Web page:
Colville’s Glory
From the land of the Baobab, Delonix regia and the Lemurs
There are many of these picture perfect trees in Lalbagh. The tree is named after Sir Charles Colville who was Army Commander-in-chief in Bombay from 1819 to 1825 and subsequently Governor of Mauritius from 1828 to 1834. Bojer, an Austrian Botanist, first found a single cultivated tree in 1824 in Madagascar when he mounted a specimen collecting expedition from Mauritius. Further, he described, in 1829, the flamboyant (Delonix regia or Gulmohur) which also he found in Madagascar. Eight of the ten known species of Baobabs also come from Madagascar. It was from Mauritius that Colville’s Glory and the Gulmohar were disseminated worldwide, including India.
We know that plants from Tenerife, Turkey, Persia, Kabul and Mauritius were brought in by Tipu Sultan to Lalbagh. Tipu had an emissary who spent over 18 months in Mauritius collecting seeds and saplings for planting in India. However, Colville’s Glory was planted in Lalbagh after Tipu’s time.
The genus Colvillea has only one species - Colvillea racemosa which grows very well in Bangalore. Colvilleas have been planted successfully in Bombay, Delhi and elsewhere in India and the tropics. The feathery bipinnate leaves which create a large spreading crown on the tree make it an ideal shade giving tree. The leaf formation together with the hemispherical spread itself would be sufficient reason for valuing the tree. When the tree is not in flower it can be mistaken for a Gulmohur.
However, the bole or trunk is quite different in Colville’s Glory. The trunk is a coppery colour and in certain parts of India parakeets make their nests on the bole, though we have not seen this happen at Lalbagh/Bangalore. The Gulmohur of course, has an entirely different trunk which, as the tree gets older, often has buttresses to transmit the weight of the heavy branches to the ground. The wood of the Gulmohur is weak and this would be a means of strengthening the trunk of the tree. However, the trunk of Colville’s Glory is sturdier and grows straight out of the ground without buttresses.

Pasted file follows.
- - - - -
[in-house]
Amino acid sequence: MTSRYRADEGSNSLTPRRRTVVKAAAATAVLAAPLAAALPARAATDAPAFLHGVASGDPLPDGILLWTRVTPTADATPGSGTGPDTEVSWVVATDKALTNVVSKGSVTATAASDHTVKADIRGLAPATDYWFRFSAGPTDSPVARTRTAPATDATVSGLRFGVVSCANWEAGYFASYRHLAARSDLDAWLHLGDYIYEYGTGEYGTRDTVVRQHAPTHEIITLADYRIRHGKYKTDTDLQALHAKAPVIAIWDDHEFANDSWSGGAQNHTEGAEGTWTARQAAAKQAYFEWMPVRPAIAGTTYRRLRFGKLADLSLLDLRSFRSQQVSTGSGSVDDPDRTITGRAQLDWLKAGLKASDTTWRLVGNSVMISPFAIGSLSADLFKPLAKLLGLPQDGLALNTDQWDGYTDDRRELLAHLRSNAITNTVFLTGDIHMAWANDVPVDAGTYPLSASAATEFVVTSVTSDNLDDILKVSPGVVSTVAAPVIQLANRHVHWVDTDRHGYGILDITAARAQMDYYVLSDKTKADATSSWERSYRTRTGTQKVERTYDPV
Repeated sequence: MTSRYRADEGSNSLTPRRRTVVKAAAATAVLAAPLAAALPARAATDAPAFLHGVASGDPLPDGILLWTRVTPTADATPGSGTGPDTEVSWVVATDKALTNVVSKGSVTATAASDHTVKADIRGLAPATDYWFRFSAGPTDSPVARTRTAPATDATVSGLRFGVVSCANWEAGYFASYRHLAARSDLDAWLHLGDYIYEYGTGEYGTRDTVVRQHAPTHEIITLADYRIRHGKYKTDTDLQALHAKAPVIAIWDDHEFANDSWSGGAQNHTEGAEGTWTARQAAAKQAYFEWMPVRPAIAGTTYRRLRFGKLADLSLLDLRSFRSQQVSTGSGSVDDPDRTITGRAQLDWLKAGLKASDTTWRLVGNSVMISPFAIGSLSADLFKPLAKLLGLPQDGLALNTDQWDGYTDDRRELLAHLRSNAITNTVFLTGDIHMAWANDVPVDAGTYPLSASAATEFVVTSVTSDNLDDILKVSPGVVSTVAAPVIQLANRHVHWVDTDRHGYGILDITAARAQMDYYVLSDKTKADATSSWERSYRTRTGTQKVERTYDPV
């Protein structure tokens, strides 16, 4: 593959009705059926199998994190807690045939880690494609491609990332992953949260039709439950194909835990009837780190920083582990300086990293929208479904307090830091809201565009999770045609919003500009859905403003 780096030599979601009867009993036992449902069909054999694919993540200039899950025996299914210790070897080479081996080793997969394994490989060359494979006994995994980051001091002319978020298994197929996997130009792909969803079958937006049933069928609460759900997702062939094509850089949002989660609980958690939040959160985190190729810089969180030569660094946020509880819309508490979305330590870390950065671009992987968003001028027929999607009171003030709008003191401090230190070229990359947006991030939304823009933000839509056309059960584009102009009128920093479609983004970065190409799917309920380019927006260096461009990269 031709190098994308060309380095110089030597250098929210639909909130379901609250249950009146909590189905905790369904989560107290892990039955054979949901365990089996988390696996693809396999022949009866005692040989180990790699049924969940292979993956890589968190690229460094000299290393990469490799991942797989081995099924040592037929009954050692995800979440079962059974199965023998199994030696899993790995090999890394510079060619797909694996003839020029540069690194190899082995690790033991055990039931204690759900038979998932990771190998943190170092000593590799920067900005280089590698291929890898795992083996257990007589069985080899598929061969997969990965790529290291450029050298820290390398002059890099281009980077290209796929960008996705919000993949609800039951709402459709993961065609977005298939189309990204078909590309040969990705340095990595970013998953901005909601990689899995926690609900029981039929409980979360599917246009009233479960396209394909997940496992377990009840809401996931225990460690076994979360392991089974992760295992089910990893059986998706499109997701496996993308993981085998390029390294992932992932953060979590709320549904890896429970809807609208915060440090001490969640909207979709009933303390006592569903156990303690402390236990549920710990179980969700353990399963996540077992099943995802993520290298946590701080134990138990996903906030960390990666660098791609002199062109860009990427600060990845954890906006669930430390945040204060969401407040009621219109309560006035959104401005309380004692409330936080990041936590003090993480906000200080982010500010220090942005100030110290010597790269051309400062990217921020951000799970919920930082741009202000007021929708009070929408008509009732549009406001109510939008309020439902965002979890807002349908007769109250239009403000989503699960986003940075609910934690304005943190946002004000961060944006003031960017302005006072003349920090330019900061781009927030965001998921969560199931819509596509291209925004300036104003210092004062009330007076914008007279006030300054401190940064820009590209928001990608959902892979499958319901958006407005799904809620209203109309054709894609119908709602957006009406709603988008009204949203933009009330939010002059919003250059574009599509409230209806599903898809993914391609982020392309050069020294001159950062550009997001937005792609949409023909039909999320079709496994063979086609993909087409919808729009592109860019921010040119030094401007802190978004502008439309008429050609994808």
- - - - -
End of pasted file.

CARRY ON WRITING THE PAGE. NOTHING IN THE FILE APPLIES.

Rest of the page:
When in flower the tree is a spectacular sight to behold. The showy flowers in branched spikes held above the leaves droop down in conical racemes. The colour is a lovely ochre orange and the drooping clusters of the buds are an arresting sight. The buds in the racemes diminish in size towards the end, giving the impression of a cone with nuts embedded on it.
Mahesh has taken out a number of photographs of the Colville’s Glory when in full bloom. The tree bustles with life. The flowers have bees busying themselves collecting nectar. It is not merely the bees but also squirrels, kites, mynahs, etc., which come on to the tree when it is in bloom. The photographs with the grand pariah kites on the canopy of the tree and those of the three striped palm squirrel portray this. This Musing is accompanied by many photographs all of which we cannot resist attaching as they are excellent illustrations of the tree, the leaves, the buds, the flowers and the related fauna - the photographs say it all.

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